If a potential successor is a spendthrift or bad at managing money, then a trust is an ideal arrangement to distribute income and benefits periodically or progressively to that member.
Take note that trusts cannot be established today and enforced tomorrow to protect against rightful claims. Therefore a foresight and prescience of the family members’ needs and progressive dynamics of relationships are essential for the timely establishment of trusts.
If the asset owner is without a family, then trust is an ideal way to manage the assets, income and investments in case he is incapacitated by sickness or age. The appointed trustees will manage the assets as directed by the settlor.
Trusts offer utmost confidentiality; therefore you can avoid conflicts within the family and make discreet provisions for certain beneficiaries.
If you are resident of a forced heirship jurisdiction, generally where civil law and Sharia law prevail, you will not be able to act according to your testamentary wishes and the law dictates to whom and in what proportion your assets must be passed on. People affected by such forced heirship regimes generally setup an offshore trust.
Singapore trust legislation provides protection against forced heirship. Under the Trustees Act, a person who is neither a Singapore citizen nor non-Singapore domicile is excluded from forced inheritance and succession rules, provided the trust is governed under Singapore law and the trustees are resident in Singapore.
Sociopolitical and currency volatility
If you are a resident of a jurisdiction where sociopolitical upheavals are widespread, also resulting in currency devaluation, then it makes more sense to settle your assets denominated in home currency into a trust incorporated in stable jurisdiction, where the currency is less volatile. This will preserve the value of your assets. Singapore is a popular choice among foreign high net-worth individuals for its sociopolitical and economic stability and the resilience of the Singapore dollar.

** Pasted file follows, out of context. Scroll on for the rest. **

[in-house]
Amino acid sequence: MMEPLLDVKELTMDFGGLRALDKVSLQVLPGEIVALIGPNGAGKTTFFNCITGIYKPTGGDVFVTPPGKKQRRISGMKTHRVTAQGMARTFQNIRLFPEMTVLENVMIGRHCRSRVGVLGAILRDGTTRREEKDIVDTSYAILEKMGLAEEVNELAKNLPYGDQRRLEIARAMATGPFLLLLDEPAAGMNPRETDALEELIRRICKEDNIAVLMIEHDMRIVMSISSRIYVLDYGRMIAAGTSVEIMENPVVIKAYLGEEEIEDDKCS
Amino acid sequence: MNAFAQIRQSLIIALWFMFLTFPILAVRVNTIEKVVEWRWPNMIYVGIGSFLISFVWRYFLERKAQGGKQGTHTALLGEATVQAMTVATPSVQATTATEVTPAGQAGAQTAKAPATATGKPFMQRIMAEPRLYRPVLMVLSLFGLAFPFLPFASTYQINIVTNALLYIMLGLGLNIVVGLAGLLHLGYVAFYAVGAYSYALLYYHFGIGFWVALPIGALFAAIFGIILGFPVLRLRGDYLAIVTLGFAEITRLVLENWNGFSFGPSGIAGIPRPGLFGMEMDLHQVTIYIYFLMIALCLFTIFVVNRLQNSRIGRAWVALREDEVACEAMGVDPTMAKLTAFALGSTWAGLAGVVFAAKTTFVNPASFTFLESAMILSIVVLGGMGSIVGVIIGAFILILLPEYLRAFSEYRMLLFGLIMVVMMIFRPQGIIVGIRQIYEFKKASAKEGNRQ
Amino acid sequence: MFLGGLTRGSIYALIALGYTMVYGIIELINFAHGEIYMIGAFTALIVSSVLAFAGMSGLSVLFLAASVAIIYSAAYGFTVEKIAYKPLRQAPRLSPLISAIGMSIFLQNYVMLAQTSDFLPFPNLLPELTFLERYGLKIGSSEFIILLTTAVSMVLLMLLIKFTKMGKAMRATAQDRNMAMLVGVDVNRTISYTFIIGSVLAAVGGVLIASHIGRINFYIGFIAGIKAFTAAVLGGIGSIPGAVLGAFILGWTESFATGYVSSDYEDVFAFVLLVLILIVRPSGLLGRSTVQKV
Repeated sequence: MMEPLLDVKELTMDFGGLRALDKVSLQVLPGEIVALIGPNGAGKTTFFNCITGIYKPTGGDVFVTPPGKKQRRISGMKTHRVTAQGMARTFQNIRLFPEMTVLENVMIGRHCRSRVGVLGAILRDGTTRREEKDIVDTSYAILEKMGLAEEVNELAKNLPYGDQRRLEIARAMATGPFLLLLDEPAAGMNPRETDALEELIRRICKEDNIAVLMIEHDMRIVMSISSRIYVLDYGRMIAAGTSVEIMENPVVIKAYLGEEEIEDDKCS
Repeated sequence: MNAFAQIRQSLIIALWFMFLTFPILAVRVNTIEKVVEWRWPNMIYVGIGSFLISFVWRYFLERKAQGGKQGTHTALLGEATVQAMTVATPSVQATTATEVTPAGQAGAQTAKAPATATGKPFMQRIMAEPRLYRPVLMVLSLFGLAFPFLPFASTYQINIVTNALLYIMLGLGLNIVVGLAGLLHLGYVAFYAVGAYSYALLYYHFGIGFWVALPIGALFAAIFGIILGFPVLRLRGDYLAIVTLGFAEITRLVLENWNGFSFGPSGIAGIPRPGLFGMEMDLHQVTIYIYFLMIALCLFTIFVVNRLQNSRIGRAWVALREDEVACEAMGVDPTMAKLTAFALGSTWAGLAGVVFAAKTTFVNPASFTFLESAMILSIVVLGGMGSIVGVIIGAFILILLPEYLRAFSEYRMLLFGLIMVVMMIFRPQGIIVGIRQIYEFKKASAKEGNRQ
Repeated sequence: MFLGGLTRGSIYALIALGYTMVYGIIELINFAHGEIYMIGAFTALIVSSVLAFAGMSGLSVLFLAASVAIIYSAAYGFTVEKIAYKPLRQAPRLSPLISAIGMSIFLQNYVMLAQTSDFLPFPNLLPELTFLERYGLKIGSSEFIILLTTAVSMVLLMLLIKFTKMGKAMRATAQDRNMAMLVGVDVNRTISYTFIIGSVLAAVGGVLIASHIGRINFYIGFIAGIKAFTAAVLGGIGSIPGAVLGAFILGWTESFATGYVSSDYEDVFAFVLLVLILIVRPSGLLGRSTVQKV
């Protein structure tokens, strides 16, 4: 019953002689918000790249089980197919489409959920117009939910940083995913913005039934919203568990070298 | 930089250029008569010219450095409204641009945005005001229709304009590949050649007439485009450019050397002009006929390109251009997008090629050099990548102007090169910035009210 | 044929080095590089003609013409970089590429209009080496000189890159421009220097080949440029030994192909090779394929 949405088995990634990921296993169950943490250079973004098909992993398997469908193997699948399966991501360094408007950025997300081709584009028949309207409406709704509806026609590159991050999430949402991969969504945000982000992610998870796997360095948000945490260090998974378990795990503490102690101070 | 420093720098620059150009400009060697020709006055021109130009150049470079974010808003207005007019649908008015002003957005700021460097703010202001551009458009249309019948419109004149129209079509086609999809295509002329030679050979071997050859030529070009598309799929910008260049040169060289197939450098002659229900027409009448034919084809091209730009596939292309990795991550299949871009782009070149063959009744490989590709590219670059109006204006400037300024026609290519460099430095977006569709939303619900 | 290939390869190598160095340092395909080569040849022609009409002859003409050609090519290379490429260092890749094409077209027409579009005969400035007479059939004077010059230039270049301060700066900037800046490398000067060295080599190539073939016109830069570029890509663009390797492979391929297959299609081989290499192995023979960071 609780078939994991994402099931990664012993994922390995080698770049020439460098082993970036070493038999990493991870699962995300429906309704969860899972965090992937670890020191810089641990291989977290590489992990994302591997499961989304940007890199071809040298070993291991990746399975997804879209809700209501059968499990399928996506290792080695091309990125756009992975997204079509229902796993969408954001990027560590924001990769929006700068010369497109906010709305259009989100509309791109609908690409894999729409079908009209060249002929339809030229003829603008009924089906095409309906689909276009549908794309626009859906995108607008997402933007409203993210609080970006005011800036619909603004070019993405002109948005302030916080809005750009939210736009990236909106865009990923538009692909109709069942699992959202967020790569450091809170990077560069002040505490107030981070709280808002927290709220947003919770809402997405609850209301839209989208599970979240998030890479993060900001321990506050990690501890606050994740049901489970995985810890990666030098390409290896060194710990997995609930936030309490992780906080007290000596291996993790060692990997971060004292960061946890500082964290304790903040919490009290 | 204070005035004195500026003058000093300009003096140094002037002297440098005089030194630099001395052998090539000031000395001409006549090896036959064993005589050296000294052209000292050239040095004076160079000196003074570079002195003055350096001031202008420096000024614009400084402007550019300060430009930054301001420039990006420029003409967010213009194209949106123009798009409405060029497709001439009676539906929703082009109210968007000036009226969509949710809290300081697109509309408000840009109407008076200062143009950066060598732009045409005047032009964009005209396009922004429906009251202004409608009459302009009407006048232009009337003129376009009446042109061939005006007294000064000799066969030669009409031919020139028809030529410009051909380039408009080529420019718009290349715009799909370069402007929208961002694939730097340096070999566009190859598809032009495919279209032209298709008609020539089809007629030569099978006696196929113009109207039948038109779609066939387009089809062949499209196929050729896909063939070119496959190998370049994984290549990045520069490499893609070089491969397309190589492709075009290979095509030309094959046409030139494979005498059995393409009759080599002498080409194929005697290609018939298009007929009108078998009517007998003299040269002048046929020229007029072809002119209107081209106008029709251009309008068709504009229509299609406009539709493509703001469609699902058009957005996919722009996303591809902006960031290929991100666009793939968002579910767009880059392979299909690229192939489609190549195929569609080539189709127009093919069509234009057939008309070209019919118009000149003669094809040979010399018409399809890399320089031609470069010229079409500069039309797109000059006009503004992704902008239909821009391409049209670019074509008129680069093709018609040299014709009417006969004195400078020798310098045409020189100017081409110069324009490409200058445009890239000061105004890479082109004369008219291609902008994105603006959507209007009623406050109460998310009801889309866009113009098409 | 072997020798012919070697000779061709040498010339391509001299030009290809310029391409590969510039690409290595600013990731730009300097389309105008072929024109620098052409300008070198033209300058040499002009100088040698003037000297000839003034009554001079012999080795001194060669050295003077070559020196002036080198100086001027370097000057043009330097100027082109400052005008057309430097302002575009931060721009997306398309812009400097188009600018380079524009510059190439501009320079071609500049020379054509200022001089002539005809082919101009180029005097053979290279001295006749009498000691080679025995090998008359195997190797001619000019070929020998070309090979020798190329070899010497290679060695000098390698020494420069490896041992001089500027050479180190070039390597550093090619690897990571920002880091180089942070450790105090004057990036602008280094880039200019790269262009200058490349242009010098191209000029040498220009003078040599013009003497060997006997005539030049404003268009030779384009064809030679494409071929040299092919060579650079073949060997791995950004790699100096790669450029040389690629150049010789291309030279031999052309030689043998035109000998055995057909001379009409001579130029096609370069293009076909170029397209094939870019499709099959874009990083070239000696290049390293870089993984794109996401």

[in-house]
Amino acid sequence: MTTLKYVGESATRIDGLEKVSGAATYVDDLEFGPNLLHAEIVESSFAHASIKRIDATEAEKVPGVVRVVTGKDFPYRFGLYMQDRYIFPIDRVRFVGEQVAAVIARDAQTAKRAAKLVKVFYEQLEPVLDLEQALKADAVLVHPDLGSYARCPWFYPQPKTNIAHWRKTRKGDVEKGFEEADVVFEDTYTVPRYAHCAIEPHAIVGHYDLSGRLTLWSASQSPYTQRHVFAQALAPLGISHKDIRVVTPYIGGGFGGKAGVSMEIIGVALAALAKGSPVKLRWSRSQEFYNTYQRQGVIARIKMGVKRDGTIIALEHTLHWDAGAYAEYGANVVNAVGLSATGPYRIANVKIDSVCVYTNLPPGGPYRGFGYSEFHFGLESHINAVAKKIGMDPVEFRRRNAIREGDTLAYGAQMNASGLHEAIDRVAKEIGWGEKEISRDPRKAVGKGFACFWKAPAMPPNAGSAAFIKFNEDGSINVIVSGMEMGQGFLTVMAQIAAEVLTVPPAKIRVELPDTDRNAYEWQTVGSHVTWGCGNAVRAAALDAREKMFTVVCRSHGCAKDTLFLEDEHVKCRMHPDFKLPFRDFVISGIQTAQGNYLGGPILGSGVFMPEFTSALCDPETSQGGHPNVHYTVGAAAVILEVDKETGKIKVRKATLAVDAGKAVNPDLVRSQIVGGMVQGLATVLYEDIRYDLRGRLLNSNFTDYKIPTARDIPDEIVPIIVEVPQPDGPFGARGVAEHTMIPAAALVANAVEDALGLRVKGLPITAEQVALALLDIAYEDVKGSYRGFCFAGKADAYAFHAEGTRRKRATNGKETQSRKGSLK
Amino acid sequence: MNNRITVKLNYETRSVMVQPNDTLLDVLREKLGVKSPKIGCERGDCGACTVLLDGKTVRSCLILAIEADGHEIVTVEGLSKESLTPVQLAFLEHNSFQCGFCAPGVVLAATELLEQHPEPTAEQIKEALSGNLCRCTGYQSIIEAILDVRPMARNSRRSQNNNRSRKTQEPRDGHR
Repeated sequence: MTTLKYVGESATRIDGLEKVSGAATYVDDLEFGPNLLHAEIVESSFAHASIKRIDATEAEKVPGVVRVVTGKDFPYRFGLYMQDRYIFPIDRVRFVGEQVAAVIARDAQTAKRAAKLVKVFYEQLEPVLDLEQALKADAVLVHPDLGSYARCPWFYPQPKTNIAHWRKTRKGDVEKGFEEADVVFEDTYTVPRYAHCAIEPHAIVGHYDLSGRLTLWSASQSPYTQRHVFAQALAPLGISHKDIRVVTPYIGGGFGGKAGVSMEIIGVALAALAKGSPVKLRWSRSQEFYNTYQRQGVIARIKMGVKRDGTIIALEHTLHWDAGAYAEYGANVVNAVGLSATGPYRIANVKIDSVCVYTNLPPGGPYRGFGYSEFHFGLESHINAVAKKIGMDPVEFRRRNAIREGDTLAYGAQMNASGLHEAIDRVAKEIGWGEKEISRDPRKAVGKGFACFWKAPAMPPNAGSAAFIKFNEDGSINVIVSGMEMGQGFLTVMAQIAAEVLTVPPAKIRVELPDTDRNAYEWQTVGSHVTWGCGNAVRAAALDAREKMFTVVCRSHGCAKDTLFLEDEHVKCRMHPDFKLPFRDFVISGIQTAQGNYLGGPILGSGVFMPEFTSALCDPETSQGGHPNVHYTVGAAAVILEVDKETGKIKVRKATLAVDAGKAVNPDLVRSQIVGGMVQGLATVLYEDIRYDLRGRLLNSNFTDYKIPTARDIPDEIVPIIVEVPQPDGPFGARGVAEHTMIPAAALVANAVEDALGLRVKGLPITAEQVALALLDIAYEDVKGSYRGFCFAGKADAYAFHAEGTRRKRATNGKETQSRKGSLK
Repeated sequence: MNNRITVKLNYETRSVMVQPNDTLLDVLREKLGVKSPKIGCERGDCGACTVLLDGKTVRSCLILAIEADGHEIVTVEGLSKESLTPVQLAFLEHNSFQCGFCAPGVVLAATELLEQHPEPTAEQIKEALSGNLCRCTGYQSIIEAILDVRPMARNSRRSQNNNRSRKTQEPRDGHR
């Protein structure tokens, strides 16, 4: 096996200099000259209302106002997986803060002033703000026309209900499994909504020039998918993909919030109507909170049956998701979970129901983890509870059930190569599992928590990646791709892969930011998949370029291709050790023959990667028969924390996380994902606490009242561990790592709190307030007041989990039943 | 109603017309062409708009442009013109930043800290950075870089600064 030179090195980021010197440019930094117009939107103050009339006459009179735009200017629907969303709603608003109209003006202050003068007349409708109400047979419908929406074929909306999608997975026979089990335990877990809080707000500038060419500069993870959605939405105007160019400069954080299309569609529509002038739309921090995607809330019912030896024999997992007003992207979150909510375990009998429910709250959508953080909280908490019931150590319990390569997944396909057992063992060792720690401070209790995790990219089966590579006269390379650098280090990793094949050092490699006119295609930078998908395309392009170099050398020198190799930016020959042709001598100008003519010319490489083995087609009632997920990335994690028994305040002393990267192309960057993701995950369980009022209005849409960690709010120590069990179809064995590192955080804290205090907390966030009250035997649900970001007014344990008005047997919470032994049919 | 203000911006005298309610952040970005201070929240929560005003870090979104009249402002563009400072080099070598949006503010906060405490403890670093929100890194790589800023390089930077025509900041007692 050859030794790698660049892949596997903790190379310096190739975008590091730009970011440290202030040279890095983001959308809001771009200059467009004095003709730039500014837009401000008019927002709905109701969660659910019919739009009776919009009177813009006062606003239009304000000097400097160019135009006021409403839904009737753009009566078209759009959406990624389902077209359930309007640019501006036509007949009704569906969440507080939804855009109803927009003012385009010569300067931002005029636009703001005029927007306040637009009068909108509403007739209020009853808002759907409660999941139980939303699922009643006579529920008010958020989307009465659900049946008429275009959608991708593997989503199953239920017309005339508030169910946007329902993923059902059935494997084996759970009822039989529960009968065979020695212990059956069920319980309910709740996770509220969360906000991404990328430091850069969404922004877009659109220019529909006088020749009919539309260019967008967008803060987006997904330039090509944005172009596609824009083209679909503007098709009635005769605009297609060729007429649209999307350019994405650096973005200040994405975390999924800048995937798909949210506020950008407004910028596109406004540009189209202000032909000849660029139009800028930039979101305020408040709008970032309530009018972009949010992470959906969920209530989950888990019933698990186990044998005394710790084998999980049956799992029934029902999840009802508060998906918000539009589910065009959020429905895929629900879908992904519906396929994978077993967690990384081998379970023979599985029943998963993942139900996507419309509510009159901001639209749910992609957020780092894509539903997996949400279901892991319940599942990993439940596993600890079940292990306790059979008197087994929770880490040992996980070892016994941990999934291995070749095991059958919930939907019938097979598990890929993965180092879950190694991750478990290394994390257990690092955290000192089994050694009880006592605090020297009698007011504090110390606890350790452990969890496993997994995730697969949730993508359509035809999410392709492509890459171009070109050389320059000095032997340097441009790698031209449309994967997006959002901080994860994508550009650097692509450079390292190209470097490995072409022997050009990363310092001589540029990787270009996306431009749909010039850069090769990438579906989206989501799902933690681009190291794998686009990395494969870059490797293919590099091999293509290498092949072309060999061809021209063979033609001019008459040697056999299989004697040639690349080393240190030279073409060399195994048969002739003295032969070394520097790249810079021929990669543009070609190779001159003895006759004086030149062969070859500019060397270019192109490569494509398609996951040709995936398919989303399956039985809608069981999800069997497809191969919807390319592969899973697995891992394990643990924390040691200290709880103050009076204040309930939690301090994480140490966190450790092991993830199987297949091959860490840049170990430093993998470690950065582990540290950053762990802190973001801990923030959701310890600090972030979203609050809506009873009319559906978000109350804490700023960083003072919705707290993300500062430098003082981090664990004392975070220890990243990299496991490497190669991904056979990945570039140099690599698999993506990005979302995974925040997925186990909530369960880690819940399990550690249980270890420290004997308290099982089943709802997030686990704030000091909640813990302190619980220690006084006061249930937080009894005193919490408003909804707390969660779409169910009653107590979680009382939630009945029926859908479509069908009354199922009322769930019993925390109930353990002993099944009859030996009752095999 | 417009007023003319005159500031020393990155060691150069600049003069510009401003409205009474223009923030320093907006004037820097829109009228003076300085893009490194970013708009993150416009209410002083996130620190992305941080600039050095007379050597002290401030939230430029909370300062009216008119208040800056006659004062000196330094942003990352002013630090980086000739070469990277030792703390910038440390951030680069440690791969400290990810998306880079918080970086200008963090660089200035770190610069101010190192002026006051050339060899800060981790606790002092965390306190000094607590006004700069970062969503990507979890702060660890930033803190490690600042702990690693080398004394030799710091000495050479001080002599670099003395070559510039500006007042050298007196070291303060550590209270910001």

Singapore does not have estate duty or capital gains. The locals primarily establish trusts for reasons of asset protection, succession and tax planning. Foreigners choose to establish Singapore trusts to avoid estate duty, tax planning, preservation of the assets’ value, and for reasons of privacy and confidentiality.
Amidst the growing number of high net-worth individuals, Singapore is evolving into a wealth management hub among foreigners. The trust regime in Singapore is regulated and professional trustees must be licensed and subject to regulatory oversight. Singapore allows for the reservation of powers by settlors. As a result, a settlor can still have an active role in managing the investments. Singapore also allows for the appointment of a protector, who can supervise the activities of the trustees in certain areas. There are also anti-forced heirship provisions. Additionally, Singapore has strict client confidentiality and banking secrecy laws making it an ideal trust jurisdiction for foreigners.
If you require further consultation or assistance with setting up a private trust in Singapore, please contact us